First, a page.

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US55488455 US2960760A (en) 1952-05-23 1955-12-22 Propeller blade construction

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Cited By (4)

* Cited by examiner, † Cited by third party
Publication number Priority date Publication date Assignee Title
US2960760A (en) * 1952-05-23 1960-11-22 Curtiss Wright Corp Propeller blade construction
US2963094A (en) * 1955-05-04 1960-12-06 Cantinieau Jean Construction of blades for aircraft having gyratory wings
US20090226325A1 (en) * 2008-03-04 2009-09-10 Karem Aircraft, Inc. Composite Blade Root Structure
US20110036068A1 (en) * 2009-08-17 2011-02-17 Guy Lefebvre Gas turbine engine exhaust mixer

Citations (14)

* Cited by examiner, † Cited by third party
Publication number Priority date Publication date Assignee Title
US1682399A (en) * 1928-08-28 mitchell
US1772876A (en) * 1927-11-17 1930-08-12 Parsons Billet or blank suitable for the production of turbine blades
US1774563A (en) * 1928-01-21 1930-09-02 Parsons Metal blank or billet
US1937966A (en) * 1930-12-20 1933-12-05 Junkers Hugo Propeller for aircraft
US1992338A (en) * 1931-06-05 1935-02-26 Bendix Aviat Corp Propeller blade and method of making the same
US2262163A (en) * 1939-05-25 1941-11-11 Chandis H Brauchler Propeller blade
US2266858A (en) * 1938-05-26 1941-12-23 Aviat Mfg Corp Propeller blade
US2303707A (en) * 1938-12-31 1942-12-01 Autogiro Co Of America Root mounting for rotor blades
US2394446A (en) * 1938-07-18 1946-02-05 Aluminum Co Of America Propeller
US2431411A (en) * 1943-07-02 1947-11-25 Curtiss Wright Corp Plate component for propeller blades
US2535917A (en) * 1945-08-04 1950-12-26 Smith Corp A O Propeller blade with a tubular backbone
US2581193A (en) * 1948-10-19 1952-01-01 Curtiss Wright Corp Method of forming damping structures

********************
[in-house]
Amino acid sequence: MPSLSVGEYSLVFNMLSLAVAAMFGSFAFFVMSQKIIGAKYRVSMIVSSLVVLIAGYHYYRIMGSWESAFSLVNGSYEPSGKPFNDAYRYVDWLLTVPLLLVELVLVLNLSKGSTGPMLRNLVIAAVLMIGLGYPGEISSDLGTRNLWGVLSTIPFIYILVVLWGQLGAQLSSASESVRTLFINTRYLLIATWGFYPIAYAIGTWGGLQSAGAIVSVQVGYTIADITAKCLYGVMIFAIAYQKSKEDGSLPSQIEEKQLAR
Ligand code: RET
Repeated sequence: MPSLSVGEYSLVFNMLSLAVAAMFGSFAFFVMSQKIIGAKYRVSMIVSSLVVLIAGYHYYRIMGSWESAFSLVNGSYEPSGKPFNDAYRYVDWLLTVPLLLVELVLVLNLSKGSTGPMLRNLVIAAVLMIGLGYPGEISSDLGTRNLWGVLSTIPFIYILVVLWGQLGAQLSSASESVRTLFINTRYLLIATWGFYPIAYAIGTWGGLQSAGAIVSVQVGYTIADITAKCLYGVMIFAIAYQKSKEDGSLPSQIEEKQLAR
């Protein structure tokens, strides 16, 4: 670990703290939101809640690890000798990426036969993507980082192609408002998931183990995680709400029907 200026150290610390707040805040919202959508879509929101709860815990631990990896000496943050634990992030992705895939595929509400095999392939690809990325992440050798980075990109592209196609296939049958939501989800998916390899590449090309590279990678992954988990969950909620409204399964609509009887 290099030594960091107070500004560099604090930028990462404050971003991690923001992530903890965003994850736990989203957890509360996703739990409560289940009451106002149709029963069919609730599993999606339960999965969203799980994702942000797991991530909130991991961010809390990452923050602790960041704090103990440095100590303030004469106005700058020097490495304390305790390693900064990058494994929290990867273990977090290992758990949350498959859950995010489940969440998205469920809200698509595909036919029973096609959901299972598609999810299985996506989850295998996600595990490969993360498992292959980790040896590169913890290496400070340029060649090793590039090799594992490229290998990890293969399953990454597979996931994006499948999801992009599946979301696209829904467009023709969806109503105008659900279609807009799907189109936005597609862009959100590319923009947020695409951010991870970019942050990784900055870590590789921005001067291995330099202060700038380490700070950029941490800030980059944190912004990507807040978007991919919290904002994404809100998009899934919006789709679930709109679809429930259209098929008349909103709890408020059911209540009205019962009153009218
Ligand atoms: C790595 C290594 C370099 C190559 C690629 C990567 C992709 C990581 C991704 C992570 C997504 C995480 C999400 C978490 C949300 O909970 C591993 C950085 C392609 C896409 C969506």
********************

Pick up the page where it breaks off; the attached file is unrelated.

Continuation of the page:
US2620885A (en) * 1947-03-28 1952-12-09 United Aircraft Corp Propeller blade
US2659444A (en) * 1949-06-21 1953-11-17 Autogiro Co Of America Molded aircraft sustaining rotor blade

Patent Citations (14)

* Cited by examiner, † Cited by third party
Publication number Priority date Publication date Assignee Title
US1682399A (en) * 1928-08-28 mitchell
US1772876A (en) * 1927-11-17 1930-08-12 Parsons Billet or blank suitable for the production of turbine blades
US1774563A (en) * 1928-01-21 1930-09-02 Parsons Metal blank or billet
US1937966A (en) * 1930-12-20 1933-12-05 Junkers Hugo Propeller for aircraft
US1992338A (en) * 1931-06-05 1935-02-26 Bendix Aviat Corp Propeller blade and method of making the same
US2266858A (en) * 1938-05-26 1941-12-23 Aviat Mfg Corp Propeller blade
US2394446A (en) * 1938-07-18 1946-02-05 Aluminum Co Of America Propeller
US2303707A (en) * 1938-12-31 1942-12-01 Autogiro Co Of America Root mounting for rotor blades
US2262163A (en) * 1939-05-25 1941-11-11 Chandis H Brauchler Propeller blade
US2431411A (en) * 1943-07-02 1947-11-25 Curtiss Wright Corp Plate component for propeller blades
US2535917A (en) * 1945-08-04 1950-12-26 Smith Corp A O Propeller blade with a tubular backbone
US2620885A (en) * 1947-03-28 1952-12-09 United Aircraft Corp Propeller blade
US2581193A (en) * 1948-10-19 1952-01-01 Curtiss Wright Corp Method of forming damping structures
US2659444A (en) * 1949-06-21 1953-11-17 Autogiro Co Of America Molded aircraft sustaining rotor blade

Cited By (8)

* Cited by examiner, † Cited by third party
Publication number Priority date Publication date Assignee Title
US2960760A (en) * 1952-05-23 1960-11-22 Curtiss Wright Corp Propeller blade construction
US2963094A (en) * 1955-05-04 1960-12-06 Cantinieau Jean Construction of blades for aircraft having gyratory wings
US20090226325A1 (en) * 2008-03-04 2009-09-10 Karem Aircraft, Inc. Composite Blade Root Structure
US7972114B2 (en) * 2008-03-04 2011-07-05 Karem Aircraft, Inc. Composite blade root structure
US20110036068A1 (en) * 2009-08-17 2011-02-17 Guy Lefebvre Gas turbine engine exhaust mixer
US8739513B2 (en) 2009-08-17 2014-06-03 Pratt & Whitney Canada Corp. Gas turbine engine exhaust mixer
US9284915B2 (en) 2009-08-17 2016-03-15 Pratt & Whitney Canada Corp. Gas turbine engine exhaust mixer
US10760527B2 (en) 2009-08-17 2020-09-01 Pratt & Whitney Canada Corp. Gas turbine engine exhaust mixer